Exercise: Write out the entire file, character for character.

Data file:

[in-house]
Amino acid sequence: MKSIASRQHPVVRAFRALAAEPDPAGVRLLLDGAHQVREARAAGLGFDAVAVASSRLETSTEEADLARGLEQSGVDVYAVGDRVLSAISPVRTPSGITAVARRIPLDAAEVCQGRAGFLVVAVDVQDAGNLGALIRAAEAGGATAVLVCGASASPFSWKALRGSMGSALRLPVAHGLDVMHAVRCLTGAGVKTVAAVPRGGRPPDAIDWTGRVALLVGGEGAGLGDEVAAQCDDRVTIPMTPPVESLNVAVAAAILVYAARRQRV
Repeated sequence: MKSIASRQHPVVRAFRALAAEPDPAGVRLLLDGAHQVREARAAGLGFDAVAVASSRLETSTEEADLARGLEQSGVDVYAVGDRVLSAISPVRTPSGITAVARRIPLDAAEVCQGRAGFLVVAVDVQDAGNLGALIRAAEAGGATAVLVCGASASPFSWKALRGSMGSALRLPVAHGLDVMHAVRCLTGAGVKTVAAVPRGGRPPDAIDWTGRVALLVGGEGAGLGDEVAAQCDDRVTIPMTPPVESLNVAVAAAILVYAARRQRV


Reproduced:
[in-house]
Amino acid sequence: MKSIASRQHPVVRAFRALAAEPDPAGVRLLLDGAHQVREARAAGLGFDAVAVASSRLETSTEEADLARGLEQSGVDVYAVGDRVLSAISPVRTPSGITAVARRIPLDAAEVCQGRAGFLVVAVDVQDAGNLGALIRAAEAGGATAVLVCGASASPFSWKALRGSMGSALRLPVAHGLDVMHAVRCLTGAGVKTVAAVPRGGRPPDAIDWTGRVALLVGGEGAGLGDEVAAQCDDRVTIPMTPPVESLNVAVAAAILVYAARRQRV
Repeated sequence: MKSIASRQHPVVRAFRALAAEPDPAGVRLLLDGAHQVREARAAGLGFDAVAVASSRLETSTEEADLARGLEQSGVDVYAVGDRVLSAISPVRTPSGITAVARRIPLDAAEVCQGRAGFLVVAVDVQDAGNLGALIRAAEAGGATAVLVCGASASPFSWKALRGSMGSALRLPVAHGLDVMHAVRCLTGAGVKTVAAVPRGGRPPDAIDWTGRVALLVGGEGAGLGDEVAAQCDDRVTIPMTPPVESLNVAVAAAILVYAARRQRV